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At the end of the day, it is not politicians or officials in Wellington who know the industry best, it is those who are immersed in it every day

We need to address the issues restricting productivity in the industry – By Tim van de Molen

With the change of leadership in the National Party, the Opposition has a new spokesperson for building and construction – and he’s keen to hear from the industry. NZCN asked Tim van de Molen what his priorities will be as we build up to the general election in September.

This year has become one for the history books, and we’re only halfway through. Covid-19 created perhaps the biggest upset this world has seen in generations; the job losses, border closures and huge health ramifications have made day-to-day life look completely different from what we are used to.

The building and construction industry, like many others, was shut down during Alert Level 4 which has resulted in significant project delays, additional costs, unexpected pressure and ongoing uncertainty. It would have made sense to allow the sector to continue working through lockdown, as social distancing could have been managed with relative ease at most worksites, but unfortunately the Government didn’t share this view.

Talking politics, the National Party recently had a leadership change, with Todd Muller now leading the charge as we look towards the election on 19 September. Following this change, I am delighted to have been appointed the new National Party spokesperson for building and construction.

As such, I wanted to take this opportunity to introduce myself to you all. I became a Member of Parliament in 2017, as the MP for Waikato. Prior to politics, I spent time in the corporate world, but also had business interests in the agriculture, retail, service and online spaces. This included a few years running my own small business doing fencing and building work on farms.

This gives me some insight into the challenges presented in the industry (though I won’t profess to be an expert). My priority over the next few months is to engage with key stakeholders to understand a range of perspectives on the opportunities for improvement in the building and construction sector, and to test some of our party views. Please feel free to reach out if you’d like to connect on this.

Contributing to the economic recovery

As the country is now recovering from the health impact of Covid-19, our industry has a major role to play in contributing to the economic recovery. To maximise this potential, it is vital that we place greater urgency on rectifying some of the ongoing systemic issues that are restricting productivity in the industry.

The consenting process ranks at the top of this list from both my own experience and the consistent feedback I’ve already received from many in the industry. It is encouraging to see the Government will remove the requirement for consents for small building projects, thus freeing up some consenting capacity, though this change presents some risk around ensuring building standards are maintained. The minister has confirmed that this change will be in place by the end of August.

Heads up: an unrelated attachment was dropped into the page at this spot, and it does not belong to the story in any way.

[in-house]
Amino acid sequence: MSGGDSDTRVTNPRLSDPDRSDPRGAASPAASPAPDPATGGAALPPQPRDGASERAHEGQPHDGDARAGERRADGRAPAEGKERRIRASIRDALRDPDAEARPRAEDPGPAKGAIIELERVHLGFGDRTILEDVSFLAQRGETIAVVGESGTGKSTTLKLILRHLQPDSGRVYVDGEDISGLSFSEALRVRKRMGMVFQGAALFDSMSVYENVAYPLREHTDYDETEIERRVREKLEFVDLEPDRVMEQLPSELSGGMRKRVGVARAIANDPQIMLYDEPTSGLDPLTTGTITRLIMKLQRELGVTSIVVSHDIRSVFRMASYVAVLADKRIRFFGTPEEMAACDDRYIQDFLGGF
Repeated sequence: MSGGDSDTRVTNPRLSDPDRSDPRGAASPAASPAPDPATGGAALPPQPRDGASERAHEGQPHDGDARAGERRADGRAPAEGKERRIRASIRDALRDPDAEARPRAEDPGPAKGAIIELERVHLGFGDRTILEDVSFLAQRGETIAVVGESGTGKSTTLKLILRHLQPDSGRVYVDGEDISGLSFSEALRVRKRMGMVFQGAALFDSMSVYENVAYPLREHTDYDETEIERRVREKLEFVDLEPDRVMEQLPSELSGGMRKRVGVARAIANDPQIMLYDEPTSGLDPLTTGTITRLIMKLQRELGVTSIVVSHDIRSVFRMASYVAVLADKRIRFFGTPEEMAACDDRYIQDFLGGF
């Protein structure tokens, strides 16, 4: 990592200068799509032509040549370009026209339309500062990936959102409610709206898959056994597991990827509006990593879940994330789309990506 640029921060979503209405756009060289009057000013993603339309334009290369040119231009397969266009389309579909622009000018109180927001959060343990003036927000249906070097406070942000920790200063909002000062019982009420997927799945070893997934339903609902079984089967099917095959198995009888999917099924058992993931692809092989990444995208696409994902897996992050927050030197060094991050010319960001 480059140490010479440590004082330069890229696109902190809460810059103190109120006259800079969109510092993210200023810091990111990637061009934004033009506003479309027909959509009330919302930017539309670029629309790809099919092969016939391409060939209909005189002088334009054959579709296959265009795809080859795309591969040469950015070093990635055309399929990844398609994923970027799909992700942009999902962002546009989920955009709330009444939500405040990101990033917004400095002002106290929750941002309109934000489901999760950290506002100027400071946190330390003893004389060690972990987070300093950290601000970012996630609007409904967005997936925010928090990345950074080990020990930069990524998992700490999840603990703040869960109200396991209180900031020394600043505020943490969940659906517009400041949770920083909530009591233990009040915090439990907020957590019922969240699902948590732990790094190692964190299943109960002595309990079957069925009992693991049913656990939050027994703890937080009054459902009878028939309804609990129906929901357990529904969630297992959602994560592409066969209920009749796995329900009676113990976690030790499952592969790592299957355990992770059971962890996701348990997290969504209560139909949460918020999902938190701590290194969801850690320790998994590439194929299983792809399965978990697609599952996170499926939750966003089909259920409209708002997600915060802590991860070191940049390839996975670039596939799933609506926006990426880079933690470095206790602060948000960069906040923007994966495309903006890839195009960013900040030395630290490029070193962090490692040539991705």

A broader review of the consenting process is essential and would be a key priority for me should I be minister of building and construction post-election. It is taking far too long to get consents and inspections, which is negatively impacting the sector and their customers.

The workforce is another area needing a strong focus. It’s pretty obvious that having more qualified and enthusiastic people engaged in the industry will enable more projects to be delivered in a shorter timeframe. Free apprenticeships have been announced to support our recovery through job creation, and I commend the Government for this, though am cautious as this may appear a temporary lifeline for people who do wish to be a part of the industry long term.

Current border controls impact the ability to utilise offshore expertise, which may compound issues, depending on how long these restrictions remain.

I’m a big fan of technology and believe we need to embrace the potential it offers to improve productivity. The Artisan app for remote inspections is an example of this: it’s an innovative digital solution that streamlines the residential building inspection process.

Having bespoke consenting systems across different regions is inefficient and needs reviewing. Updating the Building Code to incorporate a variety of building forms – modular, multi-storey, apartment, terraced housing – is necessary to evolve with the relevant processes of the day. Product certifications sit alongside this too.

Driving the improvements we need

I’d like to finish by congratulating the industry on working alongside the Government to develop the Construction Sector Accord and the associated Transformation Plan. At the end of the day, it is not politicians or officials in Wellington who know the industry best, it is those who are immersed in it every day.

Your input is vital to driving the improvements we need. Make the most of these next few months of political campaigning to ensure your voice is heard – I will certainly be listening! I’d love to hear your feedback on my comments, or any suggestions you may like to share. Feel free to email me.

Tim van de Molen is the MP for Waikato and the new National Party spokesperson for building and construction; he can be contacted at Tim.vandeMolenMP@parliament.govt.nz


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